This week as I was preaching through Psalm 1, I made the observation that the Psalms are meant to draw us into worship. I defined worship as: Drawing closer to God so that we can see Him as He is in all his beauty and splendor and majesty, then giving Him honor and praise for who He is. I’m certain this isn’t a complete definition, nor the most theological definition, but still I think it helps us to get an idea of what worship should be.
The Westminster Shorter Catechism tells us that the chief end of man is to “glorify God and enjoy Him forever.” I tend to think this in itself is a pretty good definition of what worship is. There are many other definitions that I’ve heard for worship: To give weight to, to ascribe worth, to reverence or give adoration…
No matter which definition we like best, there is one commonality I see in them all: Worship works best when God is the object of our worship.
This seems like a “no-brainer” but my experience tells me this isn’t always how we approach worship. So often I see folks, myself included, think of worship as more of a performance than anything else. Now certainly, none of us will say this…but when we take a good look at ourselves in the mirror, I think you’ll see that I might be more right than you or I would like to admit.
I have a group of pastor friends I talk to on a regular basis. We send each other encouraging words and pass along our prayers each Sunday morning. On Sunday afternoon and Wednesday nights we will often ask each other how the day went…More times than not, we will discuss how we feel we preached. Instead of focusing on the goodness and graciousness of God…which I know is the message that we’ve preached…we are instead focused on our performances in the pulpits. If there is a technical difficulty in the leading of the worship, or if I forget the words to a song (I’m also my own worship leader) I’ll tend to dwell on it. I pay way more attention to the areas that I feel I messed up, than I do on the God whom I was there to proclaim and worship, and lead my people in worshiping.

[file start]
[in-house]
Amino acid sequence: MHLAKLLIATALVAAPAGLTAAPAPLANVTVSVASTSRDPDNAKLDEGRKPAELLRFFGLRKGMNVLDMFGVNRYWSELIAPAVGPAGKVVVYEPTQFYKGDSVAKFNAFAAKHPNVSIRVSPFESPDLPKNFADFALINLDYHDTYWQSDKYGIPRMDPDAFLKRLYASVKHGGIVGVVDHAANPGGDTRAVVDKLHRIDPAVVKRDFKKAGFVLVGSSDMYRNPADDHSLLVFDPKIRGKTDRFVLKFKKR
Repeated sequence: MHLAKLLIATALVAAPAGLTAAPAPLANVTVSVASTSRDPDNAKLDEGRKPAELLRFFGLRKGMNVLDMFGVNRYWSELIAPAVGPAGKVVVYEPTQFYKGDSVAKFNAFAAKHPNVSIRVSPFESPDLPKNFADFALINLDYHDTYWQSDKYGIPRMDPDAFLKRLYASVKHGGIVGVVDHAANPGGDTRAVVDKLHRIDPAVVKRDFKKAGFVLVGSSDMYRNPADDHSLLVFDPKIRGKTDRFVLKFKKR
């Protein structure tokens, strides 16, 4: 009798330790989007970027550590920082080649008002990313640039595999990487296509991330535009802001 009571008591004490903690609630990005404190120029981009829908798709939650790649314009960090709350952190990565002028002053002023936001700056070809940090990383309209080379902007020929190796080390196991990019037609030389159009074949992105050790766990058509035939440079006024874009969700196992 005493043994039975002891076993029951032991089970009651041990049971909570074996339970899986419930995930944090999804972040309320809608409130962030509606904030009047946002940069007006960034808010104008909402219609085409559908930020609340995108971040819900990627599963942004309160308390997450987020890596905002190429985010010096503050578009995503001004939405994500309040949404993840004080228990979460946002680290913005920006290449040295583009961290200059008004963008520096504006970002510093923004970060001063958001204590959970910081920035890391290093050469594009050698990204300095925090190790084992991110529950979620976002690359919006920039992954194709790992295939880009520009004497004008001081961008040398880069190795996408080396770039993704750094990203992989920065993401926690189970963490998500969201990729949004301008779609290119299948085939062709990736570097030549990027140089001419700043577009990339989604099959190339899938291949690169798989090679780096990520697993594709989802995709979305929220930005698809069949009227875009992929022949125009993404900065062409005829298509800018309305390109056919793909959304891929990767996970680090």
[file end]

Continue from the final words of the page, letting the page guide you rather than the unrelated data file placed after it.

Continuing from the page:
This is not how it ought to be.
But I don’t believe this just happens among those in the pulpits. I know, because I’ve been on the other side too. How many times do church goers leave talking more about whether the worship band or choir had a great day(or off day), or how well the preacher did that morning?
Is this really worship? I don’t think so.
Worship is focusing on, rejoicing in, and resting in the one to Whom we came to give our praises to.
Worship is not a performance, and it must never be…or else it ceases to be worship at all.
It doesn’t just happen in church either. We are called to live lives of worship. But how many of us are more focused on our performance or the performance of others than we are on the God for Whom we are to be living our lives for?
There is much more we could say here, but I fear I may go beyond the scope of this blog post, so I will leave us with this…
Worship your God today. Draw near to Him, so that you can see Him as He is. Gaze upon His beauty, be awed by his splendor and majesty…honor Him as best you can. Praise Him for who He is.